The financing of a Technological University of the South East (TUSE) remains a key consideration for both Waterford IT (WIT) and IT Carlow (ITC) ahead of submitting its joint application for an academic upgrade.
Speaking to the Waterford News & Star, Dr Richard Hayes, WIT’s Vice President for Strategy, said the borrowing framework provided to the university sector by the European Investment Bank had delivered new campus buildings elsewhere in the State.
“As part of the larger financial structure of the new organisation, having such a borrowing framework is definitely an important component part of that,” he said.
“But having said that, we find that Irish universities are heavily in debt now and the fact that something like Covid has come along and cut off an income stream from international students, reveals the fragility within the sector. Nevertheless, having some form of borrowing capacity would form some part of (the TUSE) in addition to having enhanced funding from the State.”
Dr Hayes continued: “Two TUs (TU Dublin and Munster TU) have now successfully gone through the application process and the Dublin bid received considerable support from the State in the form of the new Grangegorman campus along with other capital investment. And we’ve also seen announcements made in Cork in relation to capital investment for CIT so of course the financial support required to deliver on this application is very important.”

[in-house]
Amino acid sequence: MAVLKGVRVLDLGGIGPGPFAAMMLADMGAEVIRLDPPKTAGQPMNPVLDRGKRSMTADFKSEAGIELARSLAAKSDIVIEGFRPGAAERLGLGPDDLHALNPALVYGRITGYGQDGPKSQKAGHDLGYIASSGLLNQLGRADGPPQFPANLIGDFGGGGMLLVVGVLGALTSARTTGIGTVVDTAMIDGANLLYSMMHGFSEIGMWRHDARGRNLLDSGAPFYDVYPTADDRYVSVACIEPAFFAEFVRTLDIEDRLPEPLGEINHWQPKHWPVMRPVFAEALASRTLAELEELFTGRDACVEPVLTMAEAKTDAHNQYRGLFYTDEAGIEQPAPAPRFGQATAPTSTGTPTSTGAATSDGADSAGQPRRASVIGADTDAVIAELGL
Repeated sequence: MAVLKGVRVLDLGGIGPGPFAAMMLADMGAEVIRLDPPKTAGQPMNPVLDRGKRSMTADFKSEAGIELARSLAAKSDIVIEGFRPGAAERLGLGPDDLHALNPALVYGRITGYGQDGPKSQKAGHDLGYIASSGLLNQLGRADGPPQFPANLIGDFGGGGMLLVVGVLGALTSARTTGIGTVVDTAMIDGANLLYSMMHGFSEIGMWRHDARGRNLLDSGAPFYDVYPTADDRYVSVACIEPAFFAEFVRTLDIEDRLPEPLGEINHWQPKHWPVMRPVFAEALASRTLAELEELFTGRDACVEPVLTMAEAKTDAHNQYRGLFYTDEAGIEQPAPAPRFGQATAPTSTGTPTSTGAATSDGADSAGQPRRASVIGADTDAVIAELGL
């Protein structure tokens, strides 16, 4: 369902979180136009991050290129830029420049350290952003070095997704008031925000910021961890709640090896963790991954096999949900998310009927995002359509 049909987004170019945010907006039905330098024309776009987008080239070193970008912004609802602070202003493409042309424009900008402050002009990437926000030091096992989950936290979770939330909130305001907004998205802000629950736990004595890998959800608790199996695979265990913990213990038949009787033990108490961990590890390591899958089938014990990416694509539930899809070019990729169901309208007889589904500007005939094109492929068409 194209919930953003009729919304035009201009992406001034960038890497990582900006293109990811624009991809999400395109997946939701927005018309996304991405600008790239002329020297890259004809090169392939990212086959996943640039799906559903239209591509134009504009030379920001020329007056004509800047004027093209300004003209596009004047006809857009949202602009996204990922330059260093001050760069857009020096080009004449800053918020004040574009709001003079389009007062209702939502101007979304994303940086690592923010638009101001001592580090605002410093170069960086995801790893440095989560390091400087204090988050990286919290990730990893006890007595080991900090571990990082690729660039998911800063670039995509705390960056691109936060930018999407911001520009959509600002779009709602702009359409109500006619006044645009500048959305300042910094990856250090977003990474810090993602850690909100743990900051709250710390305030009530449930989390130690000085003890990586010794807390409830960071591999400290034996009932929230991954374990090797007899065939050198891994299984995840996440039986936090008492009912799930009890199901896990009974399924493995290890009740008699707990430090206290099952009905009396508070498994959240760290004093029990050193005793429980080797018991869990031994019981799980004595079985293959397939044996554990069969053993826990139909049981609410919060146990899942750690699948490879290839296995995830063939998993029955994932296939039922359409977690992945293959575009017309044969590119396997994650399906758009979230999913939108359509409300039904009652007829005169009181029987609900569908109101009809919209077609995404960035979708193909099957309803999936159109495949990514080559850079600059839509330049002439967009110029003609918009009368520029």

The Technological University Research Network (TURN) Report has “identified a stream of about €30 million a year in support of TUs and that’s welcome.” But, Dr Hayes added, “obviously to get to the stage of being a university of real size and significance, you’re looking at multiples of that – and you secure that through borrowings and the Exchequer. And that would go towards new disciplines, a Medical School for example and new areas that we don’t currently cover at WIT, and this where a university of scale is so significant. We’ve very proud of WIT, it’s a very high performing organisation and it is absolutely pushing the envelope in terms of what an Institute of Technology is in response to needs and requirements of the population of the South East.”
He continued: “But to move onto the next stage requires investment and moving into new areas such as physiotherapy, medicine – which I’ve already mentioned – because part of what we need to do is to keep as many young people here in Waterford and the South East when it comes to their further education – those who are going to UCD or UCC because they have options there that we’re not currently offering. That’s the space we need to move into.”